Bank Indonesia (BI) is the central bank of the Republic of Indonesia, and was known as "De Javasche bank" or "The Java Bank" in the colonial period. Bank Indonesia was founded on 1 July 1953 from the nationalization of De Javasche Bank. As an independent state institution, Bank Indonesia is fully autonomous in formulating and implementing each of its assumed tasks and most policy goals tend to center around the ability to stabilize prices in the economy.
Update COVID-19 in Indonesia: 115,056 confirmed infections, 5,388 deaths (4 August 2020)
5 August 2020 (closed)
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Jakarta Composite Index (5,127.05) +52.02 +1.03%
Richard Cox is a university teacher in international trade and finance, focusing on lessons in macroeconomics and price behavior in the financial markets. He is a syndicated writer, with works appearing on CNBC, NASDAQ, Economy Watch, Motley Fool, and Wired.com.
Investing strategies utilize technical and fundamental analysis of all major asset classes (equities, energy, foreign exchange, and precious metals). Market strategies generally adopt time horizons of one to six months.
Columns of Richard Cox
On September 22, 2016, the central bank of Indonesia (Bank Indonesia) decided to cut its BI seven-day repo rate from 5.25 percent to 5.00 percent, and this has changed parts of the long-term outlook for investors. Bank Indonesia also reduced its lending rate to 5.75 percent (from previous 5.50 percent), and the deposit rate to 4.50 percent (from previous 4.75 percent previously). This is significant because it shows that lending rates and interest rates have dropped to multi-year lows with the current policy changes.
PT Telekomunikasi Indonesia (NYSE: TLK) is engaged in telecommunications, information technology, and media businesses worldwide. In its latest figures, the company reported earnings of USD $2 billion along with revenues of USD $7 billion in full-year 2015. The results reflect a profit margin of 16.32 percent and an operating margin of 35.17 percent, ensuring an earnings-per-share of USD $2.80.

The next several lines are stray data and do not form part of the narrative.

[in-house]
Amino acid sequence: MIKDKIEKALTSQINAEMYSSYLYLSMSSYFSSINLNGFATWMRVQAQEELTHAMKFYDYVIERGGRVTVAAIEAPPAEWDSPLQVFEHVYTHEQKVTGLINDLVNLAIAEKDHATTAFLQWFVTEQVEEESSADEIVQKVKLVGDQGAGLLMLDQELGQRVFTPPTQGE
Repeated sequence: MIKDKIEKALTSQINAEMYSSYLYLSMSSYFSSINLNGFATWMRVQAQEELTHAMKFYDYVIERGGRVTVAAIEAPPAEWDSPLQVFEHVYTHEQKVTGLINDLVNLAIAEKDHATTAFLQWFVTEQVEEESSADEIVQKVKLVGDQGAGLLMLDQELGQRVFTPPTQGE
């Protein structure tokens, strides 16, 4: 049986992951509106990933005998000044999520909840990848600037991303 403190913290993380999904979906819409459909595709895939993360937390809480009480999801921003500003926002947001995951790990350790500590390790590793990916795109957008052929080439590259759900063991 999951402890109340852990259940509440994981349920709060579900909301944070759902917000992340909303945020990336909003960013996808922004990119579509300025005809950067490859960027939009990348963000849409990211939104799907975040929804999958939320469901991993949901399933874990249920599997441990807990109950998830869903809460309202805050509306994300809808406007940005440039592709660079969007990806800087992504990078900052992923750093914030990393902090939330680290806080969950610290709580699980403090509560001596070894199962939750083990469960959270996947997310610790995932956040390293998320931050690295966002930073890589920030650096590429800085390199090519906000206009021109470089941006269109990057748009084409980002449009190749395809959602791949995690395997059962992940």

Gold investment levels in Asia continue to hold close to their all-time highs, and many regional investors are asking questions about what is next for the bullish trend in precious metals. To answer this question, it is important to take another look at old-fashioned economics as a means for determining how price valuations are likely to unfold in the future. One of the most critical economic forces in these areas is the force of market inflation, and its influence on the yellow metal can be significant depending on the underlying fundamentals present in the global economy.
When we are looking at economic forecasts for potential growth prospects in Indonesia, it makes sense to have an idea of what is happening in the peripheral regions. China is still used as a firm indicator of where we are headed with emerging markets and here we will look at some of the reasons why the People's Bank of China's (PBOC) is still expecting growth even if potentially negative factors occur.